The Goat is well known for high average speeds compared to similar boats. Here are some examples from the extensive range of videos on the Channel on Youtube.
But rather than looking through the long list, here are some notable videos from the Goat Island Skiff Channel arranged into different subjects. Click on any of the links below.
Goat Island Skiff Sailing and Manoeuvring
Goat Island Skiff Sailing Cruises and at events
So on to the Goat Island Skiff Sailing, Building and Manoeuvring Videos!
Might as well build the boat first. This is Daniel Caselli from South America. Thanks Daniel for the nice presentation! The Goat comes out of a minimum number of pieces but you can easily see how fast this simple boat goes in all conditions.
For this presentation we are back in Australia. This is a sailing day and Barbeque where about 20 of us got together for new boat launchings and just to try sailing. This is courtesy of Peter Hyndman. It is me steering. One of the gents met his future wife at the BBQ and the other ended up buying the boat four years later when it became available!
Watch carefully and see how quickly the boat is moving through the water – it is passing the waves easily with no fuss. Also a good example of how extra weight doesn’t slow it at all. It is also so easily driven that it moves well when the sails are well reefed.
At lake Tarpon on Florida – a sailing day. The goat moves well out in the lake then comes in and does a tight turn in light wind between two marina arms. It has a sharp and clean response to steering in all conditions except the most extreme and at all angles of heel.
In Australia we normally hoist the sail on the beach or grass and then go sailing. In the USA they often have to hoist the sail afloat.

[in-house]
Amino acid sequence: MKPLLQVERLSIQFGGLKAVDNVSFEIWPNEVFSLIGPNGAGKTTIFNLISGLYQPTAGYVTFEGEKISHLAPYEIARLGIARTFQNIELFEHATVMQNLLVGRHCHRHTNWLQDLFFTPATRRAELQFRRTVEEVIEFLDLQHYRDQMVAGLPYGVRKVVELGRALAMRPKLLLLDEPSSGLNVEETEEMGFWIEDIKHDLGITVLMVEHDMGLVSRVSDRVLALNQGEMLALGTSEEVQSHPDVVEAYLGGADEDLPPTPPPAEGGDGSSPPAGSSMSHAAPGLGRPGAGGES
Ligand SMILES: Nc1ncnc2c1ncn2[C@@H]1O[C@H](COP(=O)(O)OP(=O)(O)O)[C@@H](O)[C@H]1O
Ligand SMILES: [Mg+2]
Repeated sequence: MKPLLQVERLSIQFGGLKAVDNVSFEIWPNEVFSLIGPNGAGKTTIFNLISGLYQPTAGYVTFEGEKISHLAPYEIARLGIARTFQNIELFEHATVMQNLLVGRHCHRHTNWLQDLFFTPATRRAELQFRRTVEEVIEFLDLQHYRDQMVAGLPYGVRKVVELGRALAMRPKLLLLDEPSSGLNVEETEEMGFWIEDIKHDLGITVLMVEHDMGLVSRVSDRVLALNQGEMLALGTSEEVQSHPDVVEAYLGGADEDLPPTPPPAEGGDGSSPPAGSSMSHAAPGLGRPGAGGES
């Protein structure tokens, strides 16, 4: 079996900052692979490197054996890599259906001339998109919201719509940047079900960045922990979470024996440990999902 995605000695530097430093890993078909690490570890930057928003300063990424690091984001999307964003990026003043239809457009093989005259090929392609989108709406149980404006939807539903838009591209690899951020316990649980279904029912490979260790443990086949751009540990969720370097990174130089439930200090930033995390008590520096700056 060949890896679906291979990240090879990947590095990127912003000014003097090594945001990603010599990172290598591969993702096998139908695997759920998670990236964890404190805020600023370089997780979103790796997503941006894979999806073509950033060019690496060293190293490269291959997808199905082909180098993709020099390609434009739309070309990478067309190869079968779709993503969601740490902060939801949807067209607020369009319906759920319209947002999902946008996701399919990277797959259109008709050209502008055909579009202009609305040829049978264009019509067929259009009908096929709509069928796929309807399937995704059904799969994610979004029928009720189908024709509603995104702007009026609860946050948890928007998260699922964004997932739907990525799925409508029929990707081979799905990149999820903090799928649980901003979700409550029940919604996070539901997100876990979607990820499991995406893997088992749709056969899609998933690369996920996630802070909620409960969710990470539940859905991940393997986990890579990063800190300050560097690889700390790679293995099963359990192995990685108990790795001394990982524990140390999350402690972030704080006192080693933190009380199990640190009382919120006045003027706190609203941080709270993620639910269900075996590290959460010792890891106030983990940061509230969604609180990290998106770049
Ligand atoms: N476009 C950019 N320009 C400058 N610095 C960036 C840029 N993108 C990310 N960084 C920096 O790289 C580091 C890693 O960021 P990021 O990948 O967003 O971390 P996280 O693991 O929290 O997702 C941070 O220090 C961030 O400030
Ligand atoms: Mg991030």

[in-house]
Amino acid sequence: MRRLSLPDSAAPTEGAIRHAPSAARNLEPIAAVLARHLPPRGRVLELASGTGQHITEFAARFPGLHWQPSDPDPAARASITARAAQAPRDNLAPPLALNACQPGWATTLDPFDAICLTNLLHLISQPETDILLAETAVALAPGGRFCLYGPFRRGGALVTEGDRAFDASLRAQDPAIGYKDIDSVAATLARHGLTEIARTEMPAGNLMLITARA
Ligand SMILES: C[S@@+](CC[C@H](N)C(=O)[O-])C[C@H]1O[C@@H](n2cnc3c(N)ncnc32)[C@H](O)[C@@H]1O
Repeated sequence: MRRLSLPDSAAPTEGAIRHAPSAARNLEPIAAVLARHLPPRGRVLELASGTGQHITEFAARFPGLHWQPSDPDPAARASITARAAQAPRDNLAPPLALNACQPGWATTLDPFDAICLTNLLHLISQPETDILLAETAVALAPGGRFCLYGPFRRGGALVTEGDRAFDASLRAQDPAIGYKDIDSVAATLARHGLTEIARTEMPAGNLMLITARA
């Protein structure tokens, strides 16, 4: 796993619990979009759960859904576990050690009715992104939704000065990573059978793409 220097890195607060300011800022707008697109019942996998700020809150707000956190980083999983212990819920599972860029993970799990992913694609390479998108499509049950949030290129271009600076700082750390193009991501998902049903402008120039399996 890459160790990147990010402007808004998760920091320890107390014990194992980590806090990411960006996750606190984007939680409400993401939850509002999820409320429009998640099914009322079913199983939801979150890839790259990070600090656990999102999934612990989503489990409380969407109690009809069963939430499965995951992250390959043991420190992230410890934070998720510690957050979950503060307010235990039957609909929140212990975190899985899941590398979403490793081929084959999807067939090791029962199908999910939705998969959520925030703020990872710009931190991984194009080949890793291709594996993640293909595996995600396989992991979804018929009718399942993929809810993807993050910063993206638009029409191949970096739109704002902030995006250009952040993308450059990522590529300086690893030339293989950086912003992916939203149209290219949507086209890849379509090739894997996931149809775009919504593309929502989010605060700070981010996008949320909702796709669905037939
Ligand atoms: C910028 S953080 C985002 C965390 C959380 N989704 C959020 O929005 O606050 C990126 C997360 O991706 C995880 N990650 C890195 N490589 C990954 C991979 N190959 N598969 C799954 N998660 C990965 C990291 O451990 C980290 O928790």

Here Andrew hoists his sail then adjusts the downhaul and goes sailing. He has moved the control for the halyard and the downhaul so it can be reached easily on the main seat rather than go forward to the mast. Also he sits just behind the middle seat which is the best place for performance.
This next one is a little tutorial about sailing by the lee. This is something that most sailors are told to avoid. You can hear me explain how the sail trim can completely control the heeling of the boat. There is a tutorial that gives more explanation on strong wind sailing technique for unstayed rigs here – it works on your Laser or Norwalk Island Sharpie too.
Here you can see Simon’s Goat in Florida sailing heavily reefed. Note how the Goat Island Skiff makes good progress despite the small sail area
Just so you can see the relative speed of the Goats – this is the 2012 Small Reach Regatta – to be fair, everyone is there for a nice time and not everyone is racing. But it does show how smoothly the goats go through the water. There is a yawl option, but the single sail is still the most popular.
And the Goat yawl version also has a reverse gear when the wind is in the right direction. But the single sail is simpler and faster to set up.